“The baccalaureate ceremony always includes a gospel message brought by someone who is in complete theological alignment with the university,” Falwell said. “Commencement, however, has always featured leaders from all walks of life and all faiths who share the university’s social values and traditional family values. Commencement speakers have included representatives from the following faiths: Roman Catholicism, Judaism, mainline Protestant denominations such as the Episcopal Church, and even some speakers with no religious affiliation at all.” (Emphasis added.)
Asking a person of a different faith system to speak should not be too problematic for an Evangelical student body that should be fairly grounded in their beliefs.  Ben Stein (Jewish) delivered a commencement address in 2009.  Karl Rove, who has also addressed the student body at graduation is, as best as I can tell, an agnostic Episcopalian.

Another objection is the message Liberty broadcasts by hosting a politically motivated speaker, and a conservative one at that.  I understand this objection, but I don't think it should come as a shock that a conservative Republican who is highly engaged in the political realm is asked to speak at Liberty.  As I previously mentioned, Karl Rove has delivered a commencement speech, as well as John McCain.

Still another objection is that Beck is not an academic.  I don't believe he holds any degree, but I may be mistaken.  Karl Rove dropped out of the University of Utah.  I'd also like to remind you that a number of other innovators, movers, and shakers who do not hold degrees are often invited to speak at schools all across the country.  "But he's just an entertainer" some might say.  Again, many entertainers speak an commencement ceremonies all across the country.  Chuck Norris and Ben Stein--both selected to offer commencement speeches at Liberty--are entertainers.  And some students of the media and broadcast fields might see Glenn Beck as a success story in their field, just as theater, film, creative writing, and music majors might see many other entertainers.  In addition, having a popular speaker might serve to draw in a larger audience, creating a boisterous feel at the ceremony.  (Although I realize Glenn Beck is the type of person that could very well keep people away, including myself, but this may not be a factor in Lynchburg, VA.) 

And yet another objection is Glenn Beck's polarizing personality.  There is no question that Beck creates an unhealthy, unhelpful us-vs-them atmosphere.  He's emotionally charged and divisive, recently encouraging people to flee churches engaging in any issues of social justice. He's disrespectful to those in political office with which he disagrees.  He does what he does and says what he says to drive up ratings on his television and radio shows.  It's how he earns his paycheck, no different than Howard Stern.  To this, I can offer no defense.  I do not see that Glenn Beck has made a positive impact on society in any walk of life. This is the reason I feel Glenn Beck is a poor choice as the politically conservative entertaining draw for the graduation ceremony.  Beck's icky reputation is now entangled with the already challenged reputation of Liberty University.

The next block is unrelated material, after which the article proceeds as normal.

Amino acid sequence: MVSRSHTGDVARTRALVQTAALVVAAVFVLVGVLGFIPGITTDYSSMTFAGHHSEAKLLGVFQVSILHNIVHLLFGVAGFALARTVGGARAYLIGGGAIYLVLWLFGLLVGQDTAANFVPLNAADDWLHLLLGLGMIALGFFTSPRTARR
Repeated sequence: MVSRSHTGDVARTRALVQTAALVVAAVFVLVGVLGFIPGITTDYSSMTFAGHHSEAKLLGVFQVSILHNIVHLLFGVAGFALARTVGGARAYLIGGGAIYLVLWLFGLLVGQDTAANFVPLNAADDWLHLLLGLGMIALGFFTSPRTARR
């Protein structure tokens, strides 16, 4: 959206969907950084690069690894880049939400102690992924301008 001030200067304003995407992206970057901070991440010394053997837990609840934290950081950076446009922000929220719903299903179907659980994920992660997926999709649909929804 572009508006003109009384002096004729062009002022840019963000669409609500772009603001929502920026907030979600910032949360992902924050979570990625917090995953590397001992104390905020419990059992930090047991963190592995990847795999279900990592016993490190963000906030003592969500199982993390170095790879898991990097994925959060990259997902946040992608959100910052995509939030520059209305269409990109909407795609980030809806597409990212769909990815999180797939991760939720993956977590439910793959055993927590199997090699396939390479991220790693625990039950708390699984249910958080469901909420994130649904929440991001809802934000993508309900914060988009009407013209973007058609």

I don't know if Liberty extended invitations to others who turned them down; it's possible that Beck was an alternative choice. It seems that there are so many other options.  For example, if the school was looking for a Republican Mormon, I know Mitt Romney is on tour promoting his book right now. He was a businessman, a governor, and did run for president.  That's a fairly respectable resume for a commencement speaker if the objection is not his faith.  And I'm sure there's a small number of politically conservative actors that might have been willing to speak.  A politically popular conservative (but less divisive) person could have been found.  And given some of the connections of the seminary, a popular Christian author, such as Dr. Norm Geisler might have been on option, although he is probably not political enough.  This is where I have concern.  I'm not so sure this is the best list of credentials: politically conservative and popular.